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How can I differentiate between different log types in Logstash
How can I differentiate between different log types in Logstash

Find out more about how to create separate indexes for log types using hosted Logstash in this article from

Lee Smith avatar
Written by Lee Smith
Updated over a week ago

Why would I want to differentiate between different log types?

If you are collecting two sets of logs using the same Elastic beat source you may want to separate them so that you can perform certain actions on them if they meet certain conditions.

For example, you may want to change the index name of one log type to help make it more identifiable.

How do I separate my logs into different log types?

Differentiating between different log types in Logstash can be achieved in various ways. If you are using an Elastic Beat source such as Auditbeat, Filebeat or Metricbeat you can have multiple inputs sections in your configuration file to distinguish between different types of logs by editing the Beat configuration file and setting the type to be named differently.

For the example, below we are editing the Filebeat configuration file to separate our logs into different types.


- type: logType1
enabled: true
- /var/folder_of_logs/*.log

- type: logType2
enabled: true
- /var/another_folder_of_logs/*.log
fields_under_root: true

In the above example we have two folders that contain logs.

  • /var/folder_of_logs/

  • /var/another_folder_of_logs/

In order to tell the difference between the logs that are coming from these folders, we have added logType1 to one set of logs and logType2 to the other set of logs. From here we can then use Logstash to further differentiate between these log types.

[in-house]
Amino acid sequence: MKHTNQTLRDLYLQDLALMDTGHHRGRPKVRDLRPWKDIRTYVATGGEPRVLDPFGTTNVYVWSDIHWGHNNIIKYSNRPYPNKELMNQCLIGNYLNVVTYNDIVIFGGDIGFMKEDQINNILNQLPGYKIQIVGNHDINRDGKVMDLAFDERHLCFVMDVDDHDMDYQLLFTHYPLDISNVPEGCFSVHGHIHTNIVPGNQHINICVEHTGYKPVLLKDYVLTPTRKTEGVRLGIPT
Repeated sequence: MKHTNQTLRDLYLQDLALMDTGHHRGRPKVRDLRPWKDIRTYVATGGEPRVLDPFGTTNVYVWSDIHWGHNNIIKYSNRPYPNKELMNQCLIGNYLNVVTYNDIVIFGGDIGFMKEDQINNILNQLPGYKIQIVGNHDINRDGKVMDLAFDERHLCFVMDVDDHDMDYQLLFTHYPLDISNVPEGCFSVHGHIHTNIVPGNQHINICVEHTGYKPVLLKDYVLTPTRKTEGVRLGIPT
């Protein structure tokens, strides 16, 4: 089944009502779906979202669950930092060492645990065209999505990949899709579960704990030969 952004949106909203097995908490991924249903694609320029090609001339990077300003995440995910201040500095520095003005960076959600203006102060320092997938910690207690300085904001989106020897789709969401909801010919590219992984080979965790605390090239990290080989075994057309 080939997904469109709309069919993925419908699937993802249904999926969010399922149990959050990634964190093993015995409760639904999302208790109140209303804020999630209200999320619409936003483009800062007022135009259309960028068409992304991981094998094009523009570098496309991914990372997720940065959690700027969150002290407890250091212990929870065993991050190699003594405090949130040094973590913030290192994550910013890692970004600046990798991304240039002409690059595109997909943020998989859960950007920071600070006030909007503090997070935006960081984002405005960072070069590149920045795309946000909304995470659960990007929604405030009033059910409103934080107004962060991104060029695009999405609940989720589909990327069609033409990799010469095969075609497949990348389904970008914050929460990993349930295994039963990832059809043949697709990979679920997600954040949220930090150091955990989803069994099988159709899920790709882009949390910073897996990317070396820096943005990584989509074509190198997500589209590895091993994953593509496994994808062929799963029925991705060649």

Using Logstash to further differentiate between log types

To further differentiate between the log types, we need to make use of the Logstash Filter. You can access your Logstash filters from the dashboard for any of your Logit Stacks by choosing View Stack Settings > Logstash Pipelines.

You can use Logstash to query log types in your Logstash filter and then perform actions based upon that condition. For example, we may want to change the index name the logs appear under in Elasticsearch and Kibana.

if [type] == "logType1" {
mutate {
add_field => { "[@metadata][beat]" => "YOURINDEXNAME" }
else if [type] == "logType2" {
mutate {
add_field => { "[@metadata][beat]" => "YOURINDEXNAMETWO" }

Using log fields to distinguish log types

You can also query your log fields to check the log type if you have created the field in your log. For example, you could create the mylog.type field and then transform that field to iis.logs.

if [mylog][type] == "my-iis-logs" {
mutate {
rename => { "[mylog][type]" => "[iis][logs]" }

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